On Monday, the United States’ most popular cable news host, wealthy frozen food heir Tucker Carlson not only did this but tried to deflect from the responsibility he must share for mainstreaming the Great Replacement on his show, “What is hate speech? Well, it’s speech that our leaders hate. So because a mentally ill teenager murdered strangers, you cannot be allowed to express your political views out loud. That’s what they’re telling you.” h

What Carlson and others have said in the past can’t be erased from the public record but they will do their best to obscure it until the tragedy in Buffalo disappears from the news cycle.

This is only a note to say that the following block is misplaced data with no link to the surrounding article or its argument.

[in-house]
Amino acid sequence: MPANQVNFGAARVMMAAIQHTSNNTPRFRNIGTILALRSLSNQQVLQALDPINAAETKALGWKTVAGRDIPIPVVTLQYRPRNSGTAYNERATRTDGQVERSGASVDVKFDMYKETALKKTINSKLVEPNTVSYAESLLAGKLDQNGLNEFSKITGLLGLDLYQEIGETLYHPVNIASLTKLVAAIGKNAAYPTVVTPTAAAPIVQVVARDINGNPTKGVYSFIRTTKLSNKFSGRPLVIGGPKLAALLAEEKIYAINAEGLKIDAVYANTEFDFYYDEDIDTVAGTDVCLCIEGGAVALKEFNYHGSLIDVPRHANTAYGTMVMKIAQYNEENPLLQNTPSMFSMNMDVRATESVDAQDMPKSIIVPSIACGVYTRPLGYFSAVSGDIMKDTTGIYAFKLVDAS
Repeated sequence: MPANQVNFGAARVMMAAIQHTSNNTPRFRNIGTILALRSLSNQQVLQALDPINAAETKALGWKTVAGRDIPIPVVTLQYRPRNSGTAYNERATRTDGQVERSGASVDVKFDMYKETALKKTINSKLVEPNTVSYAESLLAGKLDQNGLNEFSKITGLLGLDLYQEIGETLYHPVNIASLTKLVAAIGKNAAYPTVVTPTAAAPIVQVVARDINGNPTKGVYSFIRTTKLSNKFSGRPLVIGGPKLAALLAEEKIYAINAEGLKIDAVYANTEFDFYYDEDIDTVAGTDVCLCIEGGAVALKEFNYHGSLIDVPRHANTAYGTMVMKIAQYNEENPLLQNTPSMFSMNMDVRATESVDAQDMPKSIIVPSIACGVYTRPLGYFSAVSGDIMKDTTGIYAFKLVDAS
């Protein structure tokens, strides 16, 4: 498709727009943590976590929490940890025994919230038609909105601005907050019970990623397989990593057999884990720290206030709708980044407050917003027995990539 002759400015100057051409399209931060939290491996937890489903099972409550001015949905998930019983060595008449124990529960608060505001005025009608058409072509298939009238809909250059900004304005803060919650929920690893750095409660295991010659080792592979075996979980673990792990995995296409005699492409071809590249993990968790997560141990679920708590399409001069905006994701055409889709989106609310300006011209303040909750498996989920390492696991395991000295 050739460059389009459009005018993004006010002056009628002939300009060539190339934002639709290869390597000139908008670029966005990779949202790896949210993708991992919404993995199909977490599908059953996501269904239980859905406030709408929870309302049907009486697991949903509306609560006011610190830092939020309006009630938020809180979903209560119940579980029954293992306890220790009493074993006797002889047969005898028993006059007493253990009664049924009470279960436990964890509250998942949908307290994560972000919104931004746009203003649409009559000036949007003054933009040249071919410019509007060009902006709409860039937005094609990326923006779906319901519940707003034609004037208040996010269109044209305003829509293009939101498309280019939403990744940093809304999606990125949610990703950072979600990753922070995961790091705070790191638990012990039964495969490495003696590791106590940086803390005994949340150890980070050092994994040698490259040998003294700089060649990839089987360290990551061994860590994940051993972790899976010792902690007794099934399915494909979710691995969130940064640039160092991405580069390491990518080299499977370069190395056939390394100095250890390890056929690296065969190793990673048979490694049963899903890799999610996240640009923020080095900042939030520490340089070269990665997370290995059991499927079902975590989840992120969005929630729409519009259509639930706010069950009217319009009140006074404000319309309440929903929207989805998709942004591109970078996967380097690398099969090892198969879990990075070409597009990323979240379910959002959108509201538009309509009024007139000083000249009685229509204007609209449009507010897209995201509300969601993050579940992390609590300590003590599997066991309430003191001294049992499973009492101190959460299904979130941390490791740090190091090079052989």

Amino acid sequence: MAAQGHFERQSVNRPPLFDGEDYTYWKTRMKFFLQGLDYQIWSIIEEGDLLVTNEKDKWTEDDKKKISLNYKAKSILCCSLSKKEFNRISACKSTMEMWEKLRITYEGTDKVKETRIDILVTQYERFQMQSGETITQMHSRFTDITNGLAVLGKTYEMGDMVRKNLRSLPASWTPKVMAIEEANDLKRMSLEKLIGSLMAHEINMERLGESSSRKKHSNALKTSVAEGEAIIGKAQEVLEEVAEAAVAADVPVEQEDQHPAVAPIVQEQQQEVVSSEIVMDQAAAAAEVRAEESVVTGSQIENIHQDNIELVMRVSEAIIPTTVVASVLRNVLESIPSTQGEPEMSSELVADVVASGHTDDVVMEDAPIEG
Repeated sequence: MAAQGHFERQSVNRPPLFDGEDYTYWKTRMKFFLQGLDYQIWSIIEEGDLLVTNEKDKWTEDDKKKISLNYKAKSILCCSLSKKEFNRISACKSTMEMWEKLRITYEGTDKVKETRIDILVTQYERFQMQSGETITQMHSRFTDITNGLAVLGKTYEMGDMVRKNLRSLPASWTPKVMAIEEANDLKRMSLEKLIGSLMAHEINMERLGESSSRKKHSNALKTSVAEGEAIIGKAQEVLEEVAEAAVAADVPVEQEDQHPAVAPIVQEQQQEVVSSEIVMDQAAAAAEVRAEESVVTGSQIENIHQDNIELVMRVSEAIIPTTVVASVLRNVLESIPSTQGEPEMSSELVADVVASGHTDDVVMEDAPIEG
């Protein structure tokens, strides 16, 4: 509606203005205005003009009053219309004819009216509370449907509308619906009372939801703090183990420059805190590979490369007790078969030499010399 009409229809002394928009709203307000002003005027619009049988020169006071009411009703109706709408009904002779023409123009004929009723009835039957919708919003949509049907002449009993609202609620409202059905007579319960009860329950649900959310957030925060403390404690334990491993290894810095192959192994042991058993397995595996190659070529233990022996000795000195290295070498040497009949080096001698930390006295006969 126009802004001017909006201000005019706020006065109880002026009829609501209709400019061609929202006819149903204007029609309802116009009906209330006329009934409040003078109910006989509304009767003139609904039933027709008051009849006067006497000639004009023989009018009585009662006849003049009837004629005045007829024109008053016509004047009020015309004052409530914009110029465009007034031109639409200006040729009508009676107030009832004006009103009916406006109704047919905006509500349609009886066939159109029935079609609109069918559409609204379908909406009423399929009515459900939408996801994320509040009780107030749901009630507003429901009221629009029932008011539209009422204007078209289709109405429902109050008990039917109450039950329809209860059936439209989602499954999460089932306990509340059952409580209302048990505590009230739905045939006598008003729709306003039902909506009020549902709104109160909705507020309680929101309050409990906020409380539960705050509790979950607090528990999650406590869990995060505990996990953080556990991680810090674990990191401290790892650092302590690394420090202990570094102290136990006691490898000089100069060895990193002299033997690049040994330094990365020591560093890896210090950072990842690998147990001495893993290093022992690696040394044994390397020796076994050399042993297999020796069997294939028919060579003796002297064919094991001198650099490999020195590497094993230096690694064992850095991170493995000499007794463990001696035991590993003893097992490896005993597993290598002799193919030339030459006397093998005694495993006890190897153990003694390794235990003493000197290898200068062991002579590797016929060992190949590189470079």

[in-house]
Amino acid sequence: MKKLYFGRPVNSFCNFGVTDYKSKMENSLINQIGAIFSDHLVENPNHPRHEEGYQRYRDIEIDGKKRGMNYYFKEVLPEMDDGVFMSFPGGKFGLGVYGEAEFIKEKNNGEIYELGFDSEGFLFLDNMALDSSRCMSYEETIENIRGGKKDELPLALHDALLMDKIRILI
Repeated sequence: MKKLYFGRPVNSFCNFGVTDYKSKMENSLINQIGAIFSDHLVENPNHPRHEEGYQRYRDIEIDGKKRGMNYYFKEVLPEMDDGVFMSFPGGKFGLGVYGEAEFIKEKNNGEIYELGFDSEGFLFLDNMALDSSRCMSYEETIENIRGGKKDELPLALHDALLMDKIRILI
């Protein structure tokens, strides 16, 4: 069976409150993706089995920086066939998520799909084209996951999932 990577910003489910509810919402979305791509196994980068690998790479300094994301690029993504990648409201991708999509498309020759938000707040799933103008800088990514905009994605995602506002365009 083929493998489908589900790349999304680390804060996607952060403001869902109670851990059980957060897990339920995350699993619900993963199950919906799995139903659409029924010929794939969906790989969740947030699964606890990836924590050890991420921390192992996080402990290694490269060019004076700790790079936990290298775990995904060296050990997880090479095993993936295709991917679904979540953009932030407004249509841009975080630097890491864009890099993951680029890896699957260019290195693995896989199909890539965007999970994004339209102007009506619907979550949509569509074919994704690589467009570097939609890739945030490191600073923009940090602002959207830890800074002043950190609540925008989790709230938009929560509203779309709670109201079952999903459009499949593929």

One major difference between these commentators and those who are more open about their belief in white supremacy is that where the shooter in Buffalo was clear in articulating his belief that the Great Replacement is a long term plan hatched by Jewish people, more mainstream commentators on the right accept it as mostly true but place the blame on ‘elites’ from the center right to the progressive left.

One argument we often hear from both self-described conservatives and moderates is that ‘both sides’, the far left and right are just two sides of the same coin and are equally dangerous. There is far more widespread worry among these politicians and commentators about so-called ‘cancel culture’ than there is about the kind of genocidal thinking that has become more and more mainstream on the right in Western countries in recent years.

Like an untreated wound, the Great Replacement Theory is being allowed to fester and is poisoning so many minds that another massacre seems inevitable. Those that popularize it and similar ideas often claim that they’re, “just asking questions”. We have seen the answers in far too many places.